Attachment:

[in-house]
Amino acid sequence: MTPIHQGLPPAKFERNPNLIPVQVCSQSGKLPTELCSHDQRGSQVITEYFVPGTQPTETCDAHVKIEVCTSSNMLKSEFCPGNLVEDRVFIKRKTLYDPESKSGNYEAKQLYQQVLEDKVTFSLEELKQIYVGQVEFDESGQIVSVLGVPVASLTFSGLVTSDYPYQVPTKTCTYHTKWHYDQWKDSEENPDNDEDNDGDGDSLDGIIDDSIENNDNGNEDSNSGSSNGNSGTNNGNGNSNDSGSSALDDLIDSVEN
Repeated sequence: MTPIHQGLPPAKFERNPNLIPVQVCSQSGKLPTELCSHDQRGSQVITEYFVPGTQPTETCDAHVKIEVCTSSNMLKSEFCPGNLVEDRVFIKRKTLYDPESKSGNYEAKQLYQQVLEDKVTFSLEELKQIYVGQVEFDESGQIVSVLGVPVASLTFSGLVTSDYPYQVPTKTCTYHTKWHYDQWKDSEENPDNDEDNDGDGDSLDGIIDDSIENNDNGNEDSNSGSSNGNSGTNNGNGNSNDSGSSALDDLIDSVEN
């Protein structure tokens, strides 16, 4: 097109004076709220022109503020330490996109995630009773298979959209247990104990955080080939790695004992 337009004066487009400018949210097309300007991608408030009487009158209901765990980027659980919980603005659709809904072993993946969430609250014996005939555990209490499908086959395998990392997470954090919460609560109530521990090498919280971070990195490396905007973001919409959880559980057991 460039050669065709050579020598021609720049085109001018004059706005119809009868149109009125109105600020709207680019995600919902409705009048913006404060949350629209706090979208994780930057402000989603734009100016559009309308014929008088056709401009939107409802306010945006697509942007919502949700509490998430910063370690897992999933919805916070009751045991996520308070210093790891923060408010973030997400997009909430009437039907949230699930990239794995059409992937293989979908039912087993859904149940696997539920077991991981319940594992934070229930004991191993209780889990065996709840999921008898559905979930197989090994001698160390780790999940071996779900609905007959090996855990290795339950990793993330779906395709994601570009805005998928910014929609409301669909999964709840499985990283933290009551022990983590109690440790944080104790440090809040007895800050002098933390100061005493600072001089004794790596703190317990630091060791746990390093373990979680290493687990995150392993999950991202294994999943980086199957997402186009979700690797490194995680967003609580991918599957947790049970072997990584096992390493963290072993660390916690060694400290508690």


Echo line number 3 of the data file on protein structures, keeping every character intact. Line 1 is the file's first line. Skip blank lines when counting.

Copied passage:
Repeated sequence: MTPIHQGLPPAKFERNPNLIPVQVCSQSGKLPTELCSHDQRGSQVITEYFVPGTQPTETCDAHVKIEVCTSSNMLKSEFCPGNLVEDRVFIKRKTLYDPESKSGNYEAKQLYQQVLEDKVTFSLEELKQIYVGQVEFDESGQIVSVLGVPVASLTFSGLVTSDYPYQVPTKTCTYHTKWHYDQWKDSEENPDNDEDNDGDGDSLDGIIDDSIENNDNGNEDSNSGSSNGNSGTNNGNGNSNDSGSSALDDLIDSVEN